Students have used a variety of options to pay their own way through college over the years, including scholarships, grants, and working a job or two. However, modern day American students, for the most part, have parents who are stepping in and paying for the rising cost of college. The cost of college has risen about 4 percent a year, not controlling for inflation, over the last 20 years. Parents who have saved up for years to put their kid(s) though college are not only dipping into those hard earned funds, but also putting their name down on loans as another method of paying for the expensive education.
A structural-functionalist anthropologist argues that the structure or institutions of a culture never change but the individuals that make up society do. The institution that has remained the same in modern day American culture is college. However, the current conflict that is affecting American society is the rising cost of college. Attending college is an increasingly desired path to take through life, and is becoming seen as more of a necessity rather than a trivial desire, in spite of the rising costs. Individuals in American society have adapted to accommodate the escalating costs. Parents are stepping up and fulfilling the role of money providers for their children for a longer period of time, either giving them the money outright, or taking out loans in their name for their children’s education. Children are no longer financially independent once they turn 18, with their parents stepping in and continuing to help them out for as long as they need. The institution of college has not changed, just how individuals are paying for it.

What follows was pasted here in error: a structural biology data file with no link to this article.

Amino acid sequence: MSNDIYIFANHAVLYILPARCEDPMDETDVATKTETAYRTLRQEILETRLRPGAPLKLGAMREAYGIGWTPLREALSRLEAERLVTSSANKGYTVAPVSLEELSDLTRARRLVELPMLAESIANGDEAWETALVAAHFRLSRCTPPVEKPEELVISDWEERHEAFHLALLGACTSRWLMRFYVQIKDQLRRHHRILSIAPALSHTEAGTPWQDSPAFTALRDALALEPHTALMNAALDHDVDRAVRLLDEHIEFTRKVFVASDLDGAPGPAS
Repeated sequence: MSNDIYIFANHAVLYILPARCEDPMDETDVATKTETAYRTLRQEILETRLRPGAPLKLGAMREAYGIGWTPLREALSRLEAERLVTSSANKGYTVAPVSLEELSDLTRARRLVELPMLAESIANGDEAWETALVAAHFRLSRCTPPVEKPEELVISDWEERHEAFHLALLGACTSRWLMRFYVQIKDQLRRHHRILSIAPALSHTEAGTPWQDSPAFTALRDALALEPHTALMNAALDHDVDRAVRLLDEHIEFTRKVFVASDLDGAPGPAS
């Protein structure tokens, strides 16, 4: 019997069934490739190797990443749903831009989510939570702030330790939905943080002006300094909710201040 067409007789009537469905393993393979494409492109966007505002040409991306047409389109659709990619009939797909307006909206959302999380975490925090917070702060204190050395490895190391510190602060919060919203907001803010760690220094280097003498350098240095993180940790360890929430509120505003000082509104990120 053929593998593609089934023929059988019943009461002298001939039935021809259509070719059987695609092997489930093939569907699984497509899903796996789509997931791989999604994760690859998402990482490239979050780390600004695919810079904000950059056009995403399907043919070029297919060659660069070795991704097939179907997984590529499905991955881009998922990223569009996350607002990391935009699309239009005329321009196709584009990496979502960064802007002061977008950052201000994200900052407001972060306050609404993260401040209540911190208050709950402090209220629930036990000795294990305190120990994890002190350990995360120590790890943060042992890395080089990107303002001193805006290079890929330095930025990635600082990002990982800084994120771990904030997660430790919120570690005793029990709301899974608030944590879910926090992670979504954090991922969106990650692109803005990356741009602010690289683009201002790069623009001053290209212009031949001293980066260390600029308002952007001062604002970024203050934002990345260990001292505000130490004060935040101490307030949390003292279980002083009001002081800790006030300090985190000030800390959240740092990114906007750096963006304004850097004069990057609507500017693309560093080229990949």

Cultural and personality theory looks at the valued personalities that are produced by a culture. In American culture the desired personality is someone who is self-sufficient and pays their own way without necessarily relying on others. In the past if someone could not afford college then they did not go, but now there is such a high premium on going to college, people are willing to go and pay unbelievable prices to get an exceptional education. However, paying for college with America’s desired personality of self-sufficiency is becoming harder and harder. American culture has provided a solution for this conflict between what is feasible and what is expected, and people can now take out loans to pay for college. This allows people to still independently pay for college while giving them more time, a grace period, to pay the full sum.
Obtaining a degree in America has become increasingly more costly, but both structural-functionalism and cultural and personality theory argue that American culture has adapted to give people alternate ways of paying, and shouldering that expensive burden.
— Peyton K.
 Leonhardt, David, “College Costs: Rising, Yet Often Exaggerated.” The New York Times. (2013) n. pg. Web. Oct 13, 2013. http://economix.blogs.nytimes.com/2013/08/22/college-costs-rising-yet-often-exaggerated/?_r=0.